High breast cancer mortality rates for Black people have persisted in Arizona since 2016.
Cancer biology, inadequate insurance coverage and limited access to health care are a few factors influencing the consistently high breast cancer mortality rates for Black women in the United States, according to cancer experts. Black women are over 40% more likely to die from breast cancer than white women, a percentage that has largely stayed the same for a decade, according to the American Cancer Society.
While the overall disparity in deaths from many cancers has grown smaller between Black and white communities, there is a prevailing divide in mortality rates for breast and uterine cancers.
Arizona has high mortality rates for Black women with breast cancer and is ranked fifth-worst overall in the U.S. by KFF. According to the Arizona Department of Health Services, from 2016 to 2020, the rate of breast cancer deaths for Black women was 26.2 per 100,000 compared to 18.9 per 100,000 for white non-Hispanic women.
Dr. Michele Halyard, president and co-founder of the Coalition of Blacks Against Cancer and a professor emeritus of radiation oncology for Mayo Clinic, discussed the biological differences that contribute to this disparity.
“There is a more aggressive form of breast cancer called triple-negative breast cancer that is seen more commonly in Black patients,” Halyard said. “It has, without appropriate treatment, a lower survival rate, it’s more aggressive and it presents at an earlier age.”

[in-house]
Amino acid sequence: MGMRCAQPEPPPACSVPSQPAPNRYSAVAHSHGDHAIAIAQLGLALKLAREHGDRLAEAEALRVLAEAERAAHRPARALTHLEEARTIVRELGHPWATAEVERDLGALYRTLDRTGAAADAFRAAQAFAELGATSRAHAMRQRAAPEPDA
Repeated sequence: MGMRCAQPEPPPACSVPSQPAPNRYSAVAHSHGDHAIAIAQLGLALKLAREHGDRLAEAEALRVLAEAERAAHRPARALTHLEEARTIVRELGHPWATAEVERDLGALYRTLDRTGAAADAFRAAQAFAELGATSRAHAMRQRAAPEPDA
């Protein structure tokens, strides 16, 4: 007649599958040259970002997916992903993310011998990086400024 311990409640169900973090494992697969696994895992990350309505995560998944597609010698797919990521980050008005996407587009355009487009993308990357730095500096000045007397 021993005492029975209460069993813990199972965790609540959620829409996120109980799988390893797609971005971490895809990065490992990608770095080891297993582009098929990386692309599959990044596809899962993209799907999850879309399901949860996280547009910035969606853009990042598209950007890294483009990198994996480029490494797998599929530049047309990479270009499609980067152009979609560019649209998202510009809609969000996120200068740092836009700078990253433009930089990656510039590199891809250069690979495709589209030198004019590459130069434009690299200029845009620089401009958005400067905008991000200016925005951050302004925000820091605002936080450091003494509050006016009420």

The disparity in breast cancer mortality rates is also tied to limited access to health care in the Black community, according to Halyard. Gina Bowser, 67, was diagnosed in 1999 with stage 3 HER2-positive breast cancer, which the American Cancer Society says is present in approximately 15% to 20% of breast tumors.
Bowser said fear about the health care system kept her mother from seeking care for close to a year for what turned out to be breast cancer. Bowser learned about the importance of early screening after her mother died from stage 4 breast cancer.
“My mom did not have secondary insurance,” Bowser said. “She tried to ignore it and treat it on her own. We need the education to show people they don’t have to be afraid of getting the mammogram and talking to their family about what’s going on.”
On May 9, 2023, the U.S. Preventive Services Task Force posted its revised recommendation on breast cancer screening, lowering the age of initial screening from 50 to 40. This new recommendation states that to reduce their risk of death from the disease, women should begin mammography screenings at 40 years old and continue screening every other year until age 74.
The task force emphasizes that while screening is an important first step, it is not enough to improve inequities.
Dr. Wanda Nicholson, a member of the U.S. Preventive Services Task Force and senior associate dean of diversity, equity and inclusion at the Milken Institute School of Public Health, said there are crucial steps following screening and diagnosis.
“Black women do get mammography screenings, and they screen at rates very close to other women,” Nicholson said. “As a task force, we focus on screening, but screening alone is not enough. If someone’s screen is positive, then they need timely follow-up of that positive screening, and if biopsies are indicated, they need timely biopsies to be performed. Black women need access, ethical access, to the best treatments.”